How can research add value to the development process in terms of strengthening livelihoods? How can research support marginalised communities? How can research contribute to national development? For instance in a diamond-rich country such as Botswana, could there be a focus on research in this field? Is there a need for setting up specialist institutions in different regions of Africa?

Let us briefly review the status of research in SSA.

The role of the university is to promote scholarship, extend the boundaries of knowledge through research and support communities through its extension function.

The African Union calls for more PhDs who can generate new knowledge and contribute to economic development. McGregor identifies some challenges: most governments are still struggling to provide basic and secondary education for all. Doctoral studies are therefore not a top priority. Scarce resources are diverted to other pressing areas such food, health, infrastructure. Most higher education institutions in SSA were established after independence in many countries, that is, after the 1960’s and have yet to build a research culture. PhD supervisors are often inexperienced. While Africa accounts for 12% of the world population, it accounts less than 1% of global research.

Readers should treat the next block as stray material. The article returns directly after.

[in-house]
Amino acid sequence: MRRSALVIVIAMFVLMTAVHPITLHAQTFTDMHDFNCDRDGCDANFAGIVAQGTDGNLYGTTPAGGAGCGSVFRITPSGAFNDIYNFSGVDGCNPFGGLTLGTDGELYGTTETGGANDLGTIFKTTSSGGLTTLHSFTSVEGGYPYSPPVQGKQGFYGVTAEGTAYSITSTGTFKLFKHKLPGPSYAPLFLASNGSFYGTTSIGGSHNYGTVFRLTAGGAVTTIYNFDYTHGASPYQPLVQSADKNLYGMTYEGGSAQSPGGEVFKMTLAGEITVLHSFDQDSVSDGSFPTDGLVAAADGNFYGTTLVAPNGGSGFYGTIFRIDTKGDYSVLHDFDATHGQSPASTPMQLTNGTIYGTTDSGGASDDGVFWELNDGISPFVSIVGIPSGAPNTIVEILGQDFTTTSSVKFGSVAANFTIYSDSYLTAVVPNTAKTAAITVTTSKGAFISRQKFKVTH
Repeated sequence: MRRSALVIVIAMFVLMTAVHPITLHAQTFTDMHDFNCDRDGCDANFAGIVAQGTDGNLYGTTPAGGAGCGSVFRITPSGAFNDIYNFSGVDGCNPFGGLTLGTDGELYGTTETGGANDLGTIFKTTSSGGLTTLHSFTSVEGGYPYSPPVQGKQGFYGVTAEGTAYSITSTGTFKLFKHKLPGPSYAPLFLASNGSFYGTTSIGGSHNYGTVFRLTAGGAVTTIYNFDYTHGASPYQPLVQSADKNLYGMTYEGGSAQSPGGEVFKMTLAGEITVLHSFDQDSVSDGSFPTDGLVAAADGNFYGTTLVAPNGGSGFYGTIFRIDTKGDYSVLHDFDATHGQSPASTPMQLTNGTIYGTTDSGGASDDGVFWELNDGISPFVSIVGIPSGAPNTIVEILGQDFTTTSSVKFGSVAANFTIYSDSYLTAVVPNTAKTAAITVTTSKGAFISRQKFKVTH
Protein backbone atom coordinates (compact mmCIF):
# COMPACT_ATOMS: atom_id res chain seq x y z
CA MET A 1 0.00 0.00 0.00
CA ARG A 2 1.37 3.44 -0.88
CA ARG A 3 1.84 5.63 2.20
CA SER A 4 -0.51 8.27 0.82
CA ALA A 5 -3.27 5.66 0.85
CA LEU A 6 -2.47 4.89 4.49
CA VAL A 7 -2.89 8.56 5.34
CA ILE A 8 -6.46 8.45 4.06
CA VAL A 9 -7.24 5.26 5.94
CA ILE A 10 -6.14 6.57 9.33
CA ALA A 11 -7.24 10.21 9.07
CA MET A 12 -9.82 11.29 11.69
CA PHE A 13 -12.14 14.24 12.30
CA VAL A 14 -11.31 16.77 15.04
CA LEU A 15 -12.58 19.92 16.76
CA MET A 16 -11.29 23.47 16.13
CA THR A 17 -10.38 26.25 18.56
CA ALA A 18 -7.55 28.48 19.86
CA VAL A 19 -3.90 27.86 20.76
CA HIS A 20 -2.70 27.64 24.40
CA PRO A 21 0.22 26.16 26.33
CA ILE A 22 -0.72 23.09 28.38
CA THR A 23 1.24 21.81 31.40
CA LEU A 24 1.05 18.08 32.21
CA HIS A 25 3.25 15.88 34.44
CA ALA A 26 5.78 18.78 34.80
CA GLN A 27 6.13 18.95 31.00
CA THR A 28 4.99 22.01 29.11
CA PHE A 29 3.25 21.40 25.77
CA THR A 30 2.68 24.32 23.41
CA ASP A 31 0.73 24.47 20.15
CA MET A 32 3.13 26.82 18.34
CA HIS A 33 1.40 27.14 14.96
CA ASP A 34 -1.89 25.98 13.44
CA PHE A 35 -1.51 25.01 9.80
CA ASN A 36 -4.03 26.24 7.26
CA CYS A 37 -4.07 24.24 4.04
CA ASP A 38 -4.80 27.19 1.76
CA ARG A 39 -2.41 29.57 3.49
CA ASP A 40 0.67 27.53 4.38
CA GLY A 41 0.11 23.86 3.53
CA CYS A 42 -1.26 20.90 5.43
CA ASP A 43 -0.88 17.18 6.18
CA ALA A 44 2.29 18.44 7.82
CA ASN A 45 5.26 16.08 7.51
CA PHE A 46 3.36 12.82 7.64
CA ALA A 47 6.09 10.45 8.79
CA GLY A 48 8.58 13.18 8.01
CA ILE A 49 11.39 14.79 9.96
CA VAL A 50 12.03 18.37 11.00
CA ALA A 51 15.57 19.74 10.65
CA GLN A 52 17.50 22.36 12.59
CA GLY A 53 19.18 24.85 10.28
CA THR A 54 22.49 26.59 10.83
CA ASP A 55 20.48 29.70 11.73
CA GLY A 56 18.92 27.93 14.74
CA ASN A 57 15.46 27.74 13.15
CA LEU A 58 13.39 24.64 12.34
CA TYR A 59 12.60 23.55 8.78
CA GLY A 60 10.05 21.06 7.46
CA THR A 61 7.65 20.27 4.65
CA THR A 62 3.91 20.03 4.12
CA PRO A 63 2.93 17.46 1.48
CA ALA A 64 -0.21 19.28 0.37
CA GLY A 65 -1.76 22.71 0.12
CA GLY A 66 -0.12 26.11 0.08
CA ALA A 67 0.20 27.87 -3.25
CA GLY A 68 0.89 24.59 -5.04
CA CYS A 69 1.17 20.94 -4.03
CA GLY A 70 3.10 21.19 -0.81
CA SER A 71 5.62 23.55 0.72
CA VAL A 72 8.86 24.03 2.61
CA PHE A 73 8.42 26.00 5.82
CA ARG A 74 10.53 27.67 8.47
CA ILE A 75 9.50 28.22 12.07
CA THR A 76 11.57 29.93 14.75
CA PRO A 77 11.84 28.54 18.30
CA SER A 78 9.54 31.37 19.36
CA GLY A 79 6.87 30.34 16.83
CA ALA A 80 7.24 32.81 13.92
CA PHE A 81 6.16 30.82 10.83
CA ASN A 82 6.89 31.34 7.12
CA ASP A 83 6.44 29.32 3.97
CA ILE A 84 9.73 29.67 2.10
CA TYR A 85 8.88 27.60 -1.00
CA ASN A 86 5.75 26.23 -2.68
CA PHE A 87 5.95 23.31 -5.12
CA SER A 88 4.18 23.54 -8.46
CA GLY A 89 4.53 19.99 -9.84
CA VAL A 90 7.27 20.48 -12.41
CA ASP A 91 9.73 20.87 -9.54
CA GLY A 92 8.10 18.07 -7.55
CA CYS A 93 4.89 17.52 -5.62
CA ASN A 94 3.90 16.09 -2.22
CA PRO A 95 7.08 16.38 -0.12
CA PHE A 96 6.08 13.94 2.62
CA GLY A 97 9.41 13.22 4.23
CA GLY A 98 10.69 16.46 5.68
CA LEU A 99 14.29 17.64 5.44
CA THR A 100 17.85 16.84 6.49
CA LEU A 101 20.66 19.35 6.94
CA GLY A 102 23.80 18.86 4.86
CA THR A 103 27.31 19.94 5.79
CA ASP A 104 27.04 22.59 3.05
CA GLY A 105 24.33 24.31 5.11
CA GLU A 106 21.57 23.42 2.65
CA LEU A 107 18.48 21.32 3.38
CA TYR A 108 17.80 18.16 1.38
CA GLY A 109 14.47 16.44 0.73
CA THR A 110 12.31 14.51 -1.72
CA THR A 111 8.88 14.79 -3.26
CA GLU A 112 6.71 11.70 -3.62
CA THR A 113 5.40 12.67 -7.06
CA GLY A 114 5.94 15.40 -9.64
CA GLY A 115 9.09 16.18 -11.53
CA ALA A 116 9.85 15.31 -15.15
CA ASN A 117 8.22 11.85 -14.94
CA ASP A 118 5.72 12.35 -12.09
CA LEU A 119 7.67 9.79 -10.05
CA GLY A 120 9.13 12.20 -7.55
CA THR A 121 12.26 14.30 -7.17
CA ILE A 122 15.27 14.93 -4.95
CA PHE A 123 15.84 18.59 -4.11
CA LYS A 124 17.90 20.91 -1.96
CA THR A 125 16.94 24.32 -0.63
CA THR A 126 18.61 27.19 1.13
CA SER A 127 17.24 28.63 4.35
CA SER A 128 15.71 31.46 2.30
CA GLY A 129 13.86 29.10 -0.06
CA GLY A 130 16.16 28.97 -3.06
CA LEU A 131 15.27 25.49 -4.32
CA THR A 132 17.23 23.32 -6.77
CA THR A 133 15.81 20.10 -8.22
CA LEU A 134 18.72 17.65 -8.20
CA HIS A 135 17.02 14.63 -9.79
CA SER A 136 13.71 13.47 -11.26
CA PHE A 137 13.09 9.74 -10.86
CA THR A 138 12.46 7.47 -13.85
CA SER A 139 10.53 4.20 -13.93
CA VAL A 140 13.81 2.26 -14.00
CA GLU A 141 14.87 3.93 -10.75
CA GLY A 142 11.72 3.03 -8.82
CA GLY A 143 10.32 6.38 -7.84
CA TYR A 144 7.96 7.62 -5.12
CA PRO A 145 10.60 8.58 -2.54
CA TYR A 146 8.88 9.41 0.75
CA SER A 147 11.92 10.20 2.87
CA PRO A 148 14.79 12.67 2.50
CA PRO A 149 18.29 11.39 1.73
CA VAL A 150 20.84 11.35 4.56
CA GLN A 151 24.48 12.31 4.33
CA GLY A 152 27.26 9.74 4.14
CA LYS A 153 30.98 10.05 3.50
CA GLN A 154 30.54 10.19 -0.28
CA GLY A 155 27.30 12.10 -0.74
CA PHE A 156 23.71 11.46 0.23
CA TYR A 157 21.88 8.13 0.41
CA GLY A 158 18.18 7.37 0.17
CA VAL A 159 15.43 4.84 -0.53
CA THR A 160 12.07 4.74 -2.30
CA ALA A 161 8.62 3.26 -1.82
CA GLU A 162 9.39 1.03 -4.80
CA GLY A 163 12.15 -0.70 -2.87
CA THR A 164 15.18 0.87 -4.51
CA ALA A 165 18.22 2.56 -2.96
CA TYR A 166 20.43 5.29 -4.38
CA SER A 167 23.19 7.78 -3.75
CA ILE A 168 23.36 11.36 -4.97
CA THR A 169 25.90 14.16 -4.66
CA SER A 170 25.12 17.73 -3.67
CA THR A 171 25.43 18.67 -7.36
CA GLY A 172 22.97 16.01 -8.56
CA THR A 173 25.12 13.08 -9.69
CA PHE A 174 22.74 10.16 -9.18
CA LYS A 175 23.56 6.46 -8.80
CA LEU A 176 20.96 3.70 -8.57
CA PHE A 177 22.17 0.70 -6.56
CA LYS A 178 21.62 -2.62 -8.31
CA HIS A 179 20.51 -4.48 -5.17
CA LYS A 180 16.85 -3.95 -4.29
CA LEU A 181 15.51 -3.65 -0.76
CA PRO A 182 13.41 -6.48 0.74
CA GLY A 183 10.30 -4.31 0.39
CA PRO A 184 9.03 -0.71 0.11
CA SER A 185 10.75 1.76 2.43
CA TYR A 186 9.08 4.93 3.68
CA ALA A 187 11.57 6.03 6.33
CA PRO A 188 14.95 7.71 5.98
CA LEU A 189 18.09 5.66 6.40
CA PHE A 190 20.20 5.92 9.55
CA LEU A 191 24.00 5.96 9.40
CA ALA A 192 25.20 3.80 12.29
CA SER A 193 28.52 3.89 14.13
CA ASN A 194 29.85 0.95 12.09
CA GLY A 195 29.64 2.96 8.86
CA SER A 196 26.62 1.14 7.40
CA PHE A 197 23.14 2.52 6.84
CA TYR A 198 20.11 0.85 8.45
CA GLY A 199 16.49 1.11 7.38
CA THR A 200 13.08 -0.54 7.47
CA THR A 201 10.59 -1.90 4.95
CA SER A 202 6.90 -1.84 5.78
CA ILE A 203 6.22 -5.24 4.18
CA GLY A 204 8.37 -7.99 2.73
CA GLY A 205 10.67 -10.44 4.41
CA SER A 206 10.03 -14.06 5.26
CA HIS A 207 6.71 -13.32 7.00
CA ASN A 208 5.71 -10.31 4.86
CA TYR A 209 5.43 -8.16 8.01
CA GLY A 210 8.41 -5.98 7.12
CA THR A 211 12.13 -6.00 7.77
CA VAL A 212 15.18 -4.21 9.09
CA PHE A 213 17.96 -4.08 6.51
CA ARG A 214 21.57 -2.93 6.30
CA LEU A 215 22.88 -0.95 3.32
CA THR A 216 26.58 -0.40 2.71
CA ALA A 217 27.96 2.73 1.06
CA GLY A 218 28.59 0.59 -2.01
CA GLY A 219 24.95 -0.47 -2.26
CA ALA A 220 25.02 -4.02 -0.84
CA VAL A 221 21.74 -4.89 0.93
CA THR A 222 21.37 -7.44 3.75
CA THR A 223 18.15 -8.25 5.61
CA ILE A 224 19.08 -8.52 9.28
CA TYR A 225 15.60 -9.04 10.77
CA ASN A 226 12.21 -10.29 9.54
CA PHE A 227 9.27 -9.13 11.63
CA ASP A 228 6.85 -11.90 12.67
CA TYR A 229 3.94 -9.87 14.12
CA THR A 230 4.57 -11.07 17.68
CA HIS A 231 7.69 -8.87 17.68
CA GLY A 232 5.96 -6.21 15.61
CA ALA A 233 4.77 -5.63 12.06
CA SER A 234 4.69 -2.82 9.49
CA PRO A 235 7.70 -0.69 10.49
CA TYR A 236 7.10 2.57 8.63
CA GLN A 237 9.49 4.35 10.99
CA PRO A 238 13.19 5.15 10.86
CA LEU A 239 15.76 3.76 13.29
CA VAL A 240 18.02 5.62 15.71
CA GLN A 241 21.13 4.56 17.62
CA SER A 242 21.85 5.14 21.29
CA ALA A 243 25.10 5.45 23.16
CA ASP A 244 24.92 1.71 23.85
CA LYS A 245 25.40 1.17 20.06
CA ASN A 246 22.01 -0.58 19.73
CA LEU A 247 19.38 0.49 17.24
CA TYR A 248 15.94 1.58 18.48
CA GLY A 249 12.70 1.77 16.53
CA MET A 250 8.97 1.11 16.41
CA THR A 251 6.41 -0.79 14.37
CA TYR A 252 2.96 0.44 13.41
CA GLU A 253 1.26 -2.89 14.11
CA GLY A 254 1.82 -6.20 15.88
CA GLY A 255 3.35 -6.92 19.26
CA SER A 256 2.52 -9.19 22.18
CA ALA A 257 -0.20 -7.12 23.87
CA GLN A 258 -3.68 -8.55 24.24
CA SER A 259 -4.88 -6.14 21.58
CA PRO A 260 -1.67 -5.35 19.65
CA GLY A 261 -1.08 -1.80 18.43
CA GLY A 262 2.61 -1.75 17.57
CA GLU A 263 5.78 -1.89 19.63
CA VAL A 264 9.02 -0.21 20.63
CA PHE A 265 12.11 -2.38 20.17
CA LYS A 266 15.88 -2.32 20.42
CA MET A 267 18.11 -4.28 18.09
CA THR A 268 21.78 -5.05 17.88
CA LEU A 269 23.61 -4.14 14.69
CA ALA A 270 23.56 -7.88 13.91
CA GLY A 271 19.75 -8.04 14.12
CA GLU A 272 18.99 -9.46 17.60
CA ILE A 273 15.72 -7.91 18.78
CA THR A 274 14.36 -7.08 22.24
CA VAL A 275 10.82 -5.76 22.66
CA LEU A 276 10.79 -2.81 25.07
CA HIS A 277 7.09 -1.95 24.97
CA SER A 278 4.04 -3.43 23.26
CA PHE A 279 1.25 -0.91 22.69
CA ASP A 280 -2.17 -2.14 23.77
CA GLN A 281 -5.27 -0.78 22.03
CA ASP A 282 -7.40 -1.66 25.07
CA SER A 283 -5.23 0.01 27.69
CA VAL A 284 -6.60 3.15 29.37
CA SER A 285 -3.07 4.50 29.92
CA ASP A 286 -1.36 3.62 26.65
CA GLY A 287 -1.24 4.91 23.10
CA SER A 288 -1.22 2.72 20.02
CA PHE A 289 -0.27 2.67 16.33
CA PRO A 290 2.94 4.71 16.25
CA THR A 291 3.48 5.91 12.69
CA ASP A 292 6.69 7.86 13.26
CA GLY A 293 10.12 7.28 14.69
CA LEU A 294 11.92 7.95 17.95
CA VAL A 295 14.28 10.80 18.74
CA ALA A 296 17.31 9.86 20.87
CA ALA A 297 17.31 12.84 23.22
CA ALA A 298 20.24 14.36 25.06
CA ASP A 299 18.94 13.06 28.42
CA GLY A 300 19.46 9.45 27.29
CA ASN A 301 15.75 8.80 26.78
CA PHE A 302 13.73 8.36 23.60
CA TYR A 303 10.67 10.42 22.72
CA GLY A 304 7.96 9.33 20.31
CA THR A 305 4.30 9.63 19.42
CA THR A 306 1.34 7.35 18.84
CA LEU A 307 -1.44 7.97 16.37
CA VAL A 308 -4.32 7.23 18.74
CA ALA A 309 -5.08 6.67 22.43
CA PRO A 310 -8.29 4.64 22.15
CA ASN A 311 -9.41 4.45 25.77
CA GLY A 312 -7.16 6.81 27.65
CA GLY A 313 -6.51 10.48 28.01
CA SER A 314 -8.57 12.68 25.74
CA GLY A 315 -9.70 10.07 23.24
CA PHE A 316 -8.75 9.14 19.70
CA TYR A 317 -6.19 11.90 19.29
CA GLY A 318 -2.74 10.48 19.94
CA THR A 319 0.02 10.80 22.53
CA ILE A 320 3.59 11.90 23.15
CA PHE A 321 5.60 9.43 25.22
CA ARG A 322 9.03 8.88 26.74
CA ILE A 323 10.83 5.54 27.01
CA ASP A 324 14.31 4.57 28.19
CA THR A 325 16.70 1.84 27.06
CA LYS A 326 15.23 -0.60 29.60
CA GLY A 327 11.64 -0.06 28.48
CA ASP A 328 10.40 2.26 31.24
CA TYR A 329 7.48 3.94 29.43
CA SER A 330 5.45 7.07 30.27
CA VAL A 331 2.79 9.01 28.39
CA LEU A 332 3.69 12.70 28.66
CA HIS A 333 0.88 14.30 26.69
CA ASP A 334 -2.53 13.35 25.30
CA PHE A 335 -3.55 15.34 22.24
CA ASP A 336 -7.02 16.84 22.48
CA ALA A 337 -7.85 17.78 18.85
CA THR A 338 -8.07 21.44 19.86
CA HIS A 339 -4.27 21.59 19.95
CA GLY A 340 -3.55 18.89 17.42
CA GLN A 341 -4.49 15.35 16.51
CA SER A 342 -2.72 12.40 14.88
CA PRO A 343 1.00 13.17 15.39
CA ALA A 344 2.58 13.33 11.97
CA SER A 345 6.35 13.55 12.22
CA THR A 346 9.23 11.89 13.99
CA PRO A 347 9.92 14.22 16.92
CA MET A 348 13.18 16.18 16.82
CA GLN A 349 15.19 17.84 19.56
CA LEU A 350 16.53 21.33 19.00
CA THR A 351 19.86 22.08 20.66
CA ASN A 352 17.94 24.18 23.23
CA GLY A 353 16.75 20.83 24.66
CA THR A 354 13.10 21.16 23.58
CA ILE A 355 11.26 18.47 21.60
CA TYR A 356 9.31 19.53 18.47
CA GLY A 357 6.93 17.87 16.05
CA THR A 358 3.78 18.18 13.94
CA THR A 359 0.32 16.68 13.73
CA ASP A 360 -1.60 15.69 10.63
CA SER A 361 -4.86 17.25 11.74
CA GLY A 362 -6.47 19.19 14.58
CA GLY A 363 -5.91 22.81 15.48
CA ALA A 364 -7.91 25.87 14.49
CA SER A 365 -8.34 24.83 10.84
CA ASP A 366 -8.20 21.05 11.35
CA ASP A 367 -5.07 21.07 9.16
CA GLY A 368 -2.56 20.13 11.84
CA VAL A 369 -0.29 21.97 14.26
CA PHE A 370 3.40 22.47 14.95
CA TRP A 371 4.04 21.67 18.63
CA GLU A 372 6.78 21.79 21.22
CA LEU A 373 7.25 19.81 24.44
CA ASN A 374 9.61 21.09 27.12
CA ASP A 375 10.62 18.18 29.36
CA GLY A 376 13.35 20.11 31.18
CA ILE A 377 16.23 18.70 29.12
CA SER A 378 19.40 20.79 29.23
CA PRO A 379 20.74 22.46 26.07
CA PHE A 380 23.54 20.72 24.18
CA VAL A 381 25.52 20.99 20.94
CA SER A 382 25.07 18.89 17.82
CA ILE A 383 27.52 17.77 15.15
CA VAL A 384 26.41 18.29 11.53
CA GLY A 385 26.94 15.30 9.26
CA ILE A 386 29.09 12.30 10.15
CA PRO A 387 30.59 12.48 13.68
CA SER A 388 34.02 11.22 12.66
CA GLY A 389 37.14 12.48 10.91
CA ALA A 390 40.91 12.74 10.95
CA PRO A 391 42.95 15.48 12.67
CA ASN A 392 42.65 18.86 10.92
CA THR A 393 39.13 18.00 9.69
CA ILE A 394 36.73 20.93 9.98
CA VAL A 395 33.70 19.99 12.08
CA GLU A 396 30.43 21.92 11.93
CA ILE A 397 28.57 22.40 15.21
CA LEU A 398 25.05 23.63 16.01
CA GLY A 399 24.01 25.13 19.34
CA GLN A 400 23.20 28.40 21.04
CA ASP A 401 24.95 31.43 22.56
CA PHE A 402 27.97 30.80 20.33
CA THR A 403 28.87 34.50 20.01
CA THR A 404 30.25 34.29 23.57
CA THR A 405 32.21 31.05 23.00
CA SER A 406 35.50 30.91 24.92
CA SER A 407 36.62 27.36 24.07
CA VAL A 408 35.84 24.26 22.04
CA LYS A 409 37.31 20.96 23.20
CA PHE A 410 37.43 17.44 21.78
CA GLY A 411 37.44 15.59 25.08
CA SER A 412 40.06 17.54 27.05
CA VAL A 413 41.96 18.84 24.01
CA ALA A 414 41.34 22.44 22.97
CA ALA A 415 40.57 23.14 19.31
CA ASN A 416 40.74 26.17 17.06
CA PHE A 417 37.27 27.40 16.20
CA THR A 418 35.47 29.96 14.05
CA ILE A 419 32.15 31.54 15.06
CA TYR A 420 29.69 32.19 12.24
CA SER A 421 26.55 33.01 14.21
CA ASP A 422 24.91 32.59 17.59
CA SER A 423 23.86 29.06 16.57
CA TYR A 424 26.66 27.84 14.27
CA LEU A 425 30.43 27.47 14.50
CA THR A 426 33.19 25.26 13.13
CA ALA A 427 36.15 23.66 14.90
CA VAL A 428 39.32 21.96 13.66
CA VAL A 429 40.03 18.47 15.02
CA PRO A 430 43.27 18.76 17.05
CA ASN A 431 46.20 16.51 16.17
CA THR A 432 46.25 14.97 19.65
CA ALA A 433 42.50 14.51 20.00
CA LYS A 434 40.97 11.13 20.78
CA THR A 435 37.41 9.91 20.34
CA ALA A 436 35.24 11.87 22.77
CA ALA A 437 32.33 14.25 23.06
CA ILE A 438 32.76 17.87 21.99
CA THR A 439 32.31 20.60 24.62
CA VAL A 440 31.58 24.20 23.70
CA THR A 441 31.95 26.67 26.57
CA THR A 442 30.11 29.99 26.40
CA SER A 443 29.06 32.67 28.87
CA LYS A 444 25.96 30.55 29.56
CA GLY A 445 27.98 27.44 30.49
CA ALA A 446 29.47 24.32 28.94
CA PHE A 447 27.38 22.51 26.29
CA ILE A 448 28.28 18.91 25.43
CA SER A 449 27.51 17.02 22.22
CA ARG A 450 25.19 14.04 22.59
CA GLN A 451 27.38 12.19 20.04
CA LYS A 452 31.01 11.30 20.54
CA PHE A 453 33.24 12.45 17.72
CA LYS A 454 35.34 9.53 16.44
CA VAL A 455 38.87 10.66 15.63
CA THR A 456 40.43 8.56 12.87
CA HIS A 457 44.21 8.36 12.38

This Slide gives you an idea of the number of PhD students across some countries in Commonwealth Africa. The numbers are uneven and data scarce. Research has doubled between 2003 and 2012, with South Africa and Nigeria being the main contributors.

One reason could be attention to policy and funding to promote research. The SADC Protocol on Education seeks to encourage research among Member States by supporting students whose research proposals have been accepted by South African institutions. Students from SADC countries are given the same benefits as South African students.

One way forward could be to allocate more funding for research and offer bursaries and scholarships. The SADC Protocol model could be adopted/adapted by ECOWAS and EAC for the West African and East African regions where many Commonwealth African countries are located.